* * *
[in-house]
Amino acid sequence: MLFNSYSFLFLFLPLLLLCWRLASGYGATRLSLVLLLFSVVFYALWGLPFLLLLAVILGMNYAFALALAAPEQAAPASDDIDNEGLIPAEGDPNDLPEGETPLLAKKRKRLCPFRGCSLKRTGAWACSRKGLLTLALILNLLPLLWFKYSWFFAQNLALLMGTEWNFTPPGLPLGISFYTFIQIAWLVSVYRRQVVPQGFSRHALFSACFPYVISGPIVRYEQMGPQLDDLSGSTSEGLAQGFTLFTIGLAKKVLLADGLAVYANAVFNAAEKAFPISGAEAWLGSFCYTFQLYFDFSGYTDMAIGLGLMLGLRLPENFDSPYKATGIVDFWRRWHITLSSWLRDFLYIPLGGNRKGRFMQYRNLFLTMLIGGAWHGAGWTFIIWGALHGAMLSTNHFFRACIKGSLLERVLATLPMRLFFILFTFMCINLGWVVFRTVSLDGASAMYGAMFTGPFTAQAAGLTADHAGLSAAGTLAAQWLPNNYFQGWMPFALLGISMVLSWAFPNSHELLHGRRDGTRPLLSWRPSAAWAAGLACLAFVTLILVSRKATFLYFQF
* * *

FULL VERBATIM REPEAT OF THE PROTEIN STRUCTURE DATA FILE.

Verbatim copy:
[in-house]
Amino acid sequence: MLFNSYSFLFLFLPLLLLCWRLASGYGATRLSLVLLLFSVVFYALWGLPFLLLLAVILGMNYAFALALAAPEQAAPASDDIDNEGLIPAEGDPNDLPEGETPLLAKKRKRLCPFRGCSLKRTGAWACSRKGLLTLALILNLLPLLWFKYSWFFAQNLALLMGTEWNFTPPGLPLGISFYTFIQIAWLVSVYRRQVVPQGFSRHALFSACFPYVISGPIVRYEQMGPQLDDLSGSTSEGLAQGFTLFTIGLAKKVLLADGLAVYANAVFNAAEKAFPISGAEAWLGSFCYTFQLYFDFSGYTDMAIGLGLMLGLRLPENFDSPYKATGIVDFWRRWHITLSSWLRDFLYIPLGGNRKGRFMQYRNLFLTMLIGGAWHGAGWTFIIWGALHGAMLSTNHFFRACIKGSLLERVLATLPMRLFFILFTFMCINLGWVVFRTVSLDGASAMYGAMFTGPFTAQAAGLTADHAGLSAAGTLAAQWLPNNYFQGWMPFALLGISMVLSWAFPNSHELLHGRRDGTRPLLSWRPSAAWAAGLACLAFVTLILVSRKATFLYFQF